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In Britain, wind turbines offer homespun electricity

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Amid the rooftops and chimneys of this seaside town south of London spins a solitary symbol of Britain's growing devotion to green energy. Usually relegated to windy plains or planted offshore, a wind turbine has sprouted on the roof of Daren Howarth's terrace house.

While it is Brighton's first, miniature windmills have suddenly become the latest "must have" accessory among Britain's eco-conscious city dwellers.

Yet even as Mr. Howarth's wind turbine has begun to generate modest levels of energy, debate swirls across the country over whether these small turbines are nothing more than a fashionable folly. Not all homes are structurally sound enough to support them. And some question whether the power these turbines generate will offset installation costs. Wind speed and direction vary widely in urban settings where buildings and other landmarks pose interference.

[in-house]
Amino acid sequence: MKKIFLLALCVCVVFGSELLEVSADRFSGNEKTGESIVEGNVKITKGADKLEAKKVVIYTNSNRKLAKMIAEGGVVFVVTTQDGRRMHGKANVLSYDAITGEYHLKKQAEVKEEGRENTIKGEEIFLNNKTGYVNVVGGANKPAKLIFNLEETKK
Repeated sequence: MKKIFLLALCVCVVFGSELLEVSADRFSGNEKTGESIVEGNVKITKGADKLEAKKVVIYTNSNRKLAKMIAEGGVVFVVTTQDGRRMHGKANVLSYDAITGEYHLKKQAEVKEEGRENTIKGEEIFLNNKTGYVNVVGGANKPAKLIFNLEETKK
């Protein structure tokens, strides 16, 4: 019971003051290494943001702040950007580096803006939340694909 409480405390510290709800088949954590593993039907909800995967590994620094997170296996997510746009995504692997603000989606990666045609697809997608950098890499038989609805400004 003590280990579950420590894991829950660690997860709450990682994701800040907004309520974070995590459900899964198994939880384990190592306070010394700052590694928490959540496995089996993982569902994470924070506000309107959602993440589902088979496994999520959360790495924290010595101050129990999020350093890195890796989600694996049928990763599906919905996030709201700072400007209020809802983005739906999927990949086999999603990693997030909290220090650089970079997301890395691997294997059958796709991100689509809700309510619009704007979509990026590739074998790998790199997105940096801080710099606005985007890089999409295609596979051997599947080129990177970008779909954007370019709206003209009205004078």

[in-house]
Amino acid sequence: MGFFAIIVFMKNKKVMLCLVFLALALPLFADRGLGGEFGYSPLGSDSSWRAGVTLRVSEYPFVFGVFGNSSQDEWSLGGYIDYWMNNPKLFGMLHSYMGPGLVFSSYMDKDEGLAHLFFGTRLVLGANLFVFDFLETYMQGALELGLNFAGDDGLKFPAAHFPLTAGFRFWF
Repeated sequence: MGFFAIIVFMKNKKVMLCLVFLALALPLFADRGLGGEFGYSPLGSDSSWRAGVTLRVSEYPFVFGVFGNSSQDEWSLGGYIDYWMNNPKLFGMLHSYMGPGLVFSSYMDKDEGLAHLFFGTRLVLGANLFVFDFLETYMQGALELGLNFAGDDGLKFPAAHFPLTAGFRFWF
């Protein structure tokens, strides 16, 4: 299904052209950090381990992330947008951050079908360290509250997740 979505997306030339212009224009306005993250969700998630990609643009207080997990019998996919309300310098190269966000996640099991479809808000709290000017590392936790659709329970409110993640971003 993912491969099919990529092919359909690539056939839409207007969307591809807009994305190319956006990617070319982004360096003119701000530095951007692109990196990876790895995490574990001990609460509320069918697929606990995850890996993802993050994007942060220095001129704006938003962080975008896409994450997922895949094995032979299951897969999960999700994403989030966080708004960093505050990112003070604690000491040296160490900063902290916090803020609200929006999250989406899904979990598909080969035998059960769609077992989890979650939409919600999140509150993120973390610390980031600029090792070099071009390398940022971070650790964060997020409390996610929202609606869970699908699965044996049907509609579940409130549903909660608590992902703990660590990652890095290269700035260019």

But more homeowners like Howarth seem willing to test the turbines even while regulations and improved designs are being hammered out.

"The key thing with these technologies is to start using [them] and start generating power yourself," says Howarth, who is still getting used to the rising and falling whine of the blades above his bedroom window. "It is making me extremely aware of what I'm using in the house ... and how hard it is to generate a little bit of power."

Standing inside the door to his roof deck, Howarth points to a black box on the wall that shows the number of kilowatts the steadily churning turbine is producing at that moment: about 0.8 kilowatts, enough to power a small hair dryer. Howarth has had his wind turbine operating for less than a month, but even without a substantial savings in his monthly energy bill, he's already convinced that it is a worthwhile investment.

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